Are you Real World Deployable

Dave King

Well-Known Member
May 3, 2001

I create data based on where I'm going to hunt/shoot. I don't need to have this data created and in hand as I don't expect to be called up to hunt with only a few hours notice.

I do check ahead of time as to elevation and temp and bring/take charts along and check them on-site once I arrive.

Wind deflection changes with altitude so I include windage figures too. I've hunted to 13,000 ft Above Sea Level (ASL)

In the past I've found that for distances out to 400 yards there is little trajectory difference for a high BC projectile. I have found that my 100 yard zero "moves" as I travel around the country and I re-zero at the new site as a result of this observation. Len posted similar observations and I don't know if it was ever fully answered or solved.

I have small data charts that I laminate and carry in the Eagle Stock Pack. I carry a basic three (3) "all conditions" set and make a specific set once I know where I'll be.

Good set of questions. Make one a little more mindful when folks as for trajectory data? What's their "home" environment, altitude etc, most published stuff is Standard Temp and Pressure (STP) I believe.
My advice is to purchase Dean Michaelis' book on Hard Target Interdicition - its written more for the military spec ops types, but has lots of data on zeroing your rifle and then compensting for changes in MET and ENV conditions. I use this system and it lets you shoot relatively accurately anywhere in the world as long as you have a Kestrel WX system.

For long range shots in different places, you need to go to this level of technical detail if you want to hit what you are aimimg at (without taking ten "zeroing" shots) or at least in the neighborhood with your first shot.

Its well worth the cover price. Just my .02 - not an employee of Dean's or for :)

Scott in Bogota

Fantastic topic and one that I believe few spend a good deal thinking about.. I know because for a while it really never entered my mind...
I use the A-trag software for the palm and this seems to be reliably accurate once data is entered for the specific place I am hunting. .. and NO I don't have a back up should the batteries go bad or the plam finds a way to meet its' demise. I realize I should make my self somthing similiar to Daves system and do some laminants as back ups...
I do always shoot at least 3 shots when I arrive at a new desitnation to hunt...
I too would like to expound on the "why zero shifts" when I go from east to west. That is interesteing...
the last 2 times I hunted Whitetails on the easy coast.. my zero shifted to 1:00 from my zero here....hmmmm
Some rambling, might be of interest or bore the hell out of you...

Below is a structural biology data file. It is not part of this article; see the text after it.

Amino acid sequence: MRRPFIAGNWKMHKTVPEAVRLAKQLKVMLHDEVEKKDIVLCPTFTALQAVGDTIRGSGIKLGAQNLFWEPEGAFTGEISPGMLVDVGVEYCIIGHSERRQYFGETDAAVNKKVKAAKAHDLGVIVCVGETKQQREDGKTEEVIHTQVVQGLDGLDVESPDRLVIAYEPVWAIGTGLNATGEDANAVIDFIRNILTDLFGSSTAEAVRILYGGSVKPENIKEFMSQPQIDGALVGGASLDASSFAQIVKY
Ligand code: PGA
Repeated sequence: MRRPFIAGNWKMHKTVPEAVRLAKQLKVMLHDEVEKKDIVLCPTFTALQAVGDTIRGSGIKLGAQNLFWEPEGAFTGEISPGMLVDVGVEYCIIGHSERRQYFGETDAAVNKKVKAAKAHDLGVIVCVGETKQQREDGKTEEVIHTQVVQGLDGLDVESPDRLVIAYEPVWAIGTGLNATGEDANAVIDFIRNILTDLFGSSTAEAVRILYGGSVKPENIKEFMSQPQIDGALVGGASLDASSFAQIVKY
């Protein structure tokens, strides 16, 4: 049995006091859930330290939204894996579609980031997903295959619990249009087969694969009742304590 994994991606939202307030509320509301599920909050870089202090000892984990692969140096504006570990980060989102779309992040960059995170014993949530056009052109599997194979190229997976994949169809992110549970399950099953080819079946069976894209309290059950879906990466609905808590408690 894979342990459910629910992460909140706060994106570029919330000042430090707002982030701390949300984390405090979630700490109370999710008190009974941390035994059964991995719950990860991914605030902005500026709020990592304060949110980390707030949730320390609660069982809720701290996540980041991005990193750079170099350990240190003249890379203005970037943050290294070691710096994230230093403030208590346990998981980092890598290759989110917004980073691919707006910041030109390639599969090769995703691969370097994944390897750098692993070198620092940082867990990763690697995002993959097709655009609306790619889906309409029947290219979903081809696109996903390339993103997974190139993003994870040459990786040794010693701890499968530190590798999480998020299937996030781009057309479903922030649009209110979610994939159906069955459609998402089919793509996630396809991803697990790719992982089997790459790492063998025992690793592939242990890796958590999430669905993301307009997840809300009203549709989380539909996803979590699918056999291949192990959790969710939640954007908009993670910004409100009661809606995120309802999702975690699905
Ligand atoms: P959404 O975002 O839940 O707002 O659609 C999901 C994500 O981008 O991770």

One very good solution is to buy a Pathfinder Ballistic chart and mount it on your scope. Just pull out the little tape and the drops are right were you need them. Pathfinder will make custom drop charts for your caliber, they are great. Just call Allison Tool at 303 355-5356. You can also get the same rig from Leupold but you pay for the nice Leupold emblem on the top. They are very well made and work slick.

If you don't have twenty bucks (or more for the leupy), here is another suggestion - make your own drop cards that fit into your Eagle stock pack. My secret - milk jugs. Up here we have big suckers that hold 2 litres, no ideas what they really hold, about a couple of quarts anyhow.

Take an empty milk jug and cut big squares out of the sides, then shape those pieces so that they fit into the Eagle stock pack. Then print your drops and wind onto a big label and stick the label to the heavy plastic. Then put Scotch tape over the label to protect it from moisture and you are good to go - a real tough range card. I know, there are other sources of plastic...

This would be un-nessessary if Ballisticards fit into the stock pack. But they don't.

If you don't have an Eagle stock pack then put your drops on a label or card and tape it to the side of your stock. Carry a spare in a handy pocket, in case the one on your rifle drops off. Hell, I even carry extras in my wallet.

You can also make a smaller, simpler one and put it inside your Butler Creek flip-up cap on the eyepiece of your scope. If you don't have a Butler Creek then go get one, every scope should have Butlers just because. I actually prefer Scope Coats, but to explain why would constitute hi-jacking this post and that is a no-no.

Always reshoot your zeros and preferably your drops when you hunt in a location higher, hotter, colder, wetter, or really different than your home

Do you carry any pictures of your new granddaughter in that wallet right next to the drop table?
Thinkin' about that little sweetie makes me smile - she is real world deployable as long as she's with grandpa!
Great Topic,
I like to have only one version of my chart and then make notes as to what kind of adjustments are necessary for certain weather changes. For instance I know that if my chart is for 20 degrees and it is 10 degrees warmer My bullet will impact 3 inches higher at 1000 yards or 10 degrees lower it will impact 3 inches lower.

Ian, I like the scope cap Idea, I can't believe I hadn't thought of that before. I was looking all over my gun trying to find a good spot but never had the caps fliped up.
I am wondering how different guys compensate for different temp and altitude conditions. My military friends refer to this as being Real World Deployable, in other words do you have wind and drop data for your hunting rifle that covers any conceivable temp and altitude condition you might be hunting in?

What Temp and Altitude is your rifle set up for?

How do you correct for a different temp and or altitude?

Do you carry your conversions with you?

What form is this data in?

What temp and altitude range do you have data for?
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